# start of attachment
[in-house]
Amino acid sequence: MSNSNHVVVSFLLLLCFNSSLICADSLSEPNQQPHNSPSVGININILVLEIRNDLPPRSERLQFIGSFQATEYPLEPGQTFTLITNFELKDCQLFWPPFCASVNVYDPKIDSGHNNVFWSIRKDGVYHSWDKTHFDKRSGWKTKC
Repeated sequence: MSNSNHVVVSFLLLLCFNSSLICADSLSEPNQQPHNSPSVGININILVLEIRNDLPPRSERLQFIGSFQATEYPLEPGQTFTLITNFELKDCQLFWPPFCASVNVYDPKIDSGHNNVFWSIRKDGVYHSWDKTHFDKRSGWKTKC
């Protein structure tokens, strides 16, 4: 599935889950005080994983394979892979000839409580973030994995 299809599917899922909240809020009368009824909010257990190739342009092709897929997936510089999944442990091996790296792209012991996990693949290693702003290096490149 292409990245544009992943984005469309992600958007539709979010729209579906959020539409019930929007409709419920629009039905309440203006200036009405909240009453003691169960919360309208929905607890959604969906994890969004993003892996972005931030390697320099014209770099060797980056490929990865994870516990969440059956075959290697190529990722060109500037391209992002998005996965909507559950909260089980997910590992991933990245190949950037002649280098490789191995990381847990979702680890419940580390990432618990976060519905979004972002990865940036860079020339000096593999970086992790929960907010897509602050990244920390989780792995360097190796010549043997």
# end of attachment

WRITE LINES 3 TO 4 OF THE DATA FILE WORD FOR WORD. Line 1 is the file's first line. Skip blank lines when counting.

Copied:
Repeated sequence: MSNSNHVVVSFLLLLCFNSSLICADSLSEPNQQPHNSPSVGININILVLEIRNDLPPRSERLQFIGSFQATEYPLEPGQTFTLITNFELKDCQLFWPPFCASVNVYDPKIDSGHNNVFWSIRKDGVYHSWDKTHFDKRSGWKTKC
């Protein structure tokens, strides 16, 4: 599935889950005080994983394979892979000839409580973030994995 299809599917899922909240809020009368009824909010257990190739342009092709897929997936510089999944442990091996790296792209012991996990693949290693702003290096490149 292409990245544009992943984005469309992600958007539709979010729209579906959020539409019930929007409709419920629009039905309440203006200036009405909240009453003691169960919360309208929905607890959604969906994890969004993003892996972005931030390697320099014209770099060797980056490929990865994870516990969440059956075959290697190529990722060109500037391209992002998005996965909507559950909260089980997910590992991933990245190949950037002649280098490789191995990381847990979702680890419940580390990432618990976060519905979004972002990865940036860079020339000096593999970086992790929960907010897509602050990244920390989780792995360097190796010549043997």